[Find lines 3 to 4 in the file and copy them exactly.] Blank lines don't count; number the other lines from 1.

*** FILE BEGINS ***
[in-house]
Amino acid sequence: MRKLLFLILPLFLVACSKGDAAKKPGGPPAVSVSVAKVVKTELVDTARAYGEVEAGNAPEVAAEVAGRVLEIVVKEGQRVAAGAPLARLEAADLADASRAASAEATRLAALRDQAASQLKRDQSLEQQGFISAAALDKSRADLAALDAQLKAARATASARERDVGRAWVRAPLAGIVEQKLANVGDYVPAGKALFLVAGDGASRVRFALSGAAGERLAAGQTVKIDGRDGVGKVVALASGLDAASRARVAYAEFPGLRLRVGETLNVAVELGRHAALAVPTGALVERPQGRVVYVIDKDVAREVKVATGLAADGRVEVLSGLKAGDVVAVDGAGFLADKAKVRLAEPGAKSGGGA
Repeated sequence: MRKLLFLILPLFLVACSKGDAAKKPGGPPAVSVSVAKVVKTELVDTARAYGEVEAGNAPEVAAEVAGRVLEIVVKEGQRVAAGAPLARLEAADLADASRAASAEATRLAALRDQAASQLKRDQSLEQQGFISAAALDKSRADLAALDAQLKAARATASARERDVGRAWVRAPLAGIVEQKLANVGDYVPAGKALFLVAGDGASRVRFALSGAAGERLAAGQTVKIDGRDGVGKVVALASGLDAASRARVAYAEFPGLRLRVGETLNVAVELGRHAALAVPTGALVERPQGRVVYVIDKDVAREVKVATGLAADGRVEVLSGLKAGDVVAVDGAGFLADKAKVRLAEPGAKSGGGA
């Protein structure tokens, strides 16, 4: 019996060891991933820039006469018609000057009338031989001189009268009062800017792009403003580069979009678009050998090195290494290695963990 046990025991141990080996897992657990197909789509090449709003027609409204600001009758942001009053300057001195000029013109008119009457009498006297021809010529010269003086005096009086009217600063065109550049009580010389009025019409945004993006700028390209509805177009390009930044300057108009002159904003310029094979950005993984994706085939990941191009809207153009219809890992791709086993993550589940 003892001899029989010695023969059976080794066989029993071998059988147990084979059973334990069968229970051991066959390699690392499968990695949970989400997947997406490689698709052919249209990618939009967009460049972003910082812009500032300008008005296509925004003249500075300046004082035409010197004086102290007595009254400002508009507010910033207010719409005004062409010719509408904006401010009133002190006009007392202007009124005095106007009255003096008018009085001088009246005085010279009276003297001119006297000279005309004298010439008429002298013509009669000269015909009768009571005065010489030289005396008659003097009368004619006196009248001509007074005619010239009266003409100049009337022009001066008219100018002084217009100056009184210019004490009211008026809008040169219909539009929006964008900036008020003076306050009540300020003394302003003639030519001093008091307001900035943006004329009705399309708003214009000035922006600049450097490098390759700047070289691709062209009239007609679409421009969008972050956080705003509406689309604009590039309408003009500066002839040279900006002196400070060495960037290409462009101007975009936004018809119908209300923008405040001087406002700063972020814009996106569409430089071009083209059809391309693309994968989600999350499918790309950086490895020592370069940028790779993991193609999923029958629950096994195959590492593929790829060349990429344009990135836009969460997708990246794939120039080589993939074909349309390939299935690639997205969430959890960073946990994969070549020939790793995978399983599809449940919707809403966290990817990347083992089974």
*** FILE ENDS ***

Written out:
Repeated sequence: MRKLLFLILPLFLVACSKGDAAKKPGGPPAVSVSVAKVVKTELVDTARAYGEVEAGNAPEVAAEVAGRVLEIVVKEGQRVAAGAPLARLEAADLADASRAASAEATRLAALRDQAASQLKRDQSLEQQGFISAAALDKSRADLAALDAQLKAARATASARERDVGRAWVRAPLAGIVEQKLANVGDYVPAGKALFLVAGDGASRVRFALSGAAGERLAAGQTVKIDGRDGVGKVVALASGLDAASRARVAYAEFPGLRLRVGETLNVAVELGRHAALAVPTGALVERPQGRVVYVIDKDVAREVKVATGLAADGRVEVLSGLKAGDVVAVDGAGFLADKAKVRLAEPGAKSGGGA
């Protein structure tokens, strides 16, 4: 019996060891991933820039006469018609000057009338031989001189009268009062800017792009403003580069979009678009050998090195290494290695963990 046990025991141990080996897992657990197909789509090449709003027609409204600001009758942001009053300057001195000029013109008119009457009498006297021809010529010269003086005096009086009217600063065109550049009580010389009025019409945004993006700028390209509805177009390009930044300057108009002159904003310029094979950005993984994706085939990941191009809207153009219809890992791709086993993550589940 003892001899029989010695023969059976080794066989029993071998059988147990084979059973334990069968229970051991066959390699690392499968990695949970989400997947997406490689698709052919249209990618939009967009460049972003910082812009500032300008008005296509925004003249500075300046004082035409010197004086102290007595009254400002508009507010910033207010719409005004062409010719509408904006401010009133002190006009007392202007009124005095106007009255003096008018009085001088009246005085010279009276003297001119006297000279005309004298010439008429002298013509009669000269015909009768009571005065010489030289005396008659003097009368004619006196009248001509007074005619010239009266003409100049009337022009001066008219100018002084217009100056009184210019004490009211008026809008040169219909539009929006964008900036008020003076306050009540300020003394302003003639030519001093008091307001900035943006004329009705399309708003214009000035922006600049450097490098390759700047070289691709062209009239007609679409421009969008972050956080705003509406689309604009590039309408003009500066002839040279900006002196400070060495960037290409462009101007975009936004018809119908209300923008405040001087406002700063972020814009996106569409430089071009083209059809391309693309994968989600999350499918790309950086490895020592370069940028790779993991193609999923029958629950096994195959590492593929790829060349990429344009990135836009969460997708990246794939120039080589993939074909349309390939299935690639997205969430959890960073946990994969070549020939790793995978399983599809449940919707809403966290990817990347083992089974």